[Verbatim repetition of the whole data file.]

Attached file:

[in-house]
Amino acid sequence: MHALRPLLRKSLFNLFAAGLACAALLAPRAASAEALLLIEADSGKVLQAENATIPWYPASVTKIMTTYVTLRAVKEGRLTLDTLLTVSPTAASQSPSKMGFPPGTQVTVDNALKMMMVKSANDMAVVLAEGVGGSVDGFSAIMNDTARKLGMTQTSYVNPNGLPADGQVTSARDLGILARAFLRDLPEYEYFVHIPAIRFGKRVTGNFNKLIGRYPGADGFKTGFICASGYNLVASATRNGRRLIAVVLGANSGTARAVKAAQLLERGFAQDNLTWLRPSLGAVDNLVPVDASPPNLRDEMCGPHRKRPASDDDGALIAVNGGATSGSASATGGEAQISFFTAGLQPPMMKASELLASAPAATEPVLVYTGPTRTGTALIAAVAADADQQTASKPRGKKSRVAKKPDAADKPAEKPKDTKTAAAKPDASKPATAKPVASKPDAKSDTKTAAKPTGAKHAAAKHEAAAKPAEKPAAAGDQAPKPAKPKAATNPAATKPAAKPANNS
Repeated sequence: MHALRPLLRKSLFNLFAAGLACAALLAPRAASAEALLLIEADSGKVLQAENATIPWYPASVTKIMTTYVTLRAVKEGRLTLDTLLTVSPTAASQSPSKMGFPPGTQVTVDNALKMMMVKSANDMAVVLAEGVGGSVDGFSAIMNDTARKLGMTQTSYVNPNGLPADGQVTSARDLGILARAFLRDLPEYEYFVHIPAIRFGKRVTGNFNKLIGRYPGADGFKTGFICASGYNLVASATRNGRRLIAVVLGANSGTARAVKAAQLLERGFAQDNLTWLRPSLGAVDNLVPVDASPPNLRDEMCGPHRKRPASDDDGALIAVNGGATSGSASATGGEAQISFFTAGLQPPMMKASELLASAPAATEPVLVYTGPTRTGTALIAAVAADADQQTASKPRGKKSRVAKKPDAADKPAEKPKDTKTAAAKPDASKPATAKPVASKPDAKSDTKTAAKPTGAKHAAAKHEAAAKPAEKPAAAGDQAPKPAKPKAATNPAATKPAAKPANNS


[in-house]
Amino acid sequence: MHALRPLLRKSLFNLFAAGLACAALLAPRAASAEALLLIEADSGKVLQAENATIPWYPASVTKIMTTYVTLRAVKEGRLTLDTLLTVSPTAASQSPSKMGFPPGTQVTVDNALKMMMVKSANDMAVVLAEGVGGSVDGFSAIMNDTARKLGMTQTSYVNPNGLPADGQVTSARDLGILARAFLRDLPEYEYFVHIPAIRFGKRVTGNFNKLIGRYPGADGFKTGFICASGYNLVASATRNGRRLIAVVLGANSGTARAVKAAQLLERGFAQDNLTWLRPSLGAVDNLVPVDASPPNLRDEMCGPHRKRPASDDDGALIAVNGGATSGSASATGGEAQISFFTAGLQPPMMKASELLASAPAATEPVLVYTGPTRTGTALIAAVAADADQQTASKPRGKKSRVAKKPDAADKPAEKPKDTKTAAAKPDASKPATAKPVASKPDAKSDTKTAAKPTGAKHAAAKHEAAAKPAEKPAAAGDQAPKPAKPKAATNPAATKPAAKPANNS
Repeated sequence: MHALRPLLRKSLFNLFAAGLACAALLAPRAASAEALLLIEADSGKVLQAENATIPWYPASVTKIMTTYVTLRAVKEGRLTLDTLLTVSPTAASQSPSKMGFPPGTQVTVDNALKMMMVKSANDMAVVLAEGVGGSVDGFSAIMNDTARKLGMTQTSYVNPNGLPADGQVTSARDLGILARAFLRDLPEYEYFVHIPAIRFGKRVTGNFNKLIGRYPGADGFKTGFICASGYNLVASATRNGRRLIAVVLGANSGTARAVKAAQLLERGFAQDNLTWLRPSLGAVDNLVPVDASPPNLRDEMCGPHRKRPASDDDGALIAVNGGATSGSASATGGEAQISFFTAGLQPPMMKASELLASAPAATEPVLVYTGPTRTGTALIAAVAADADQQTASKPRGKKSRVAKKPDAADKPAEKPKDTKTAAAKPDASKPATAKPVASKPDAKSDTKTAAKPTGAKHAAAKHEAAAKPAEKPAAAGDQAPKPAKPKAATNPAATKPAAKPANNS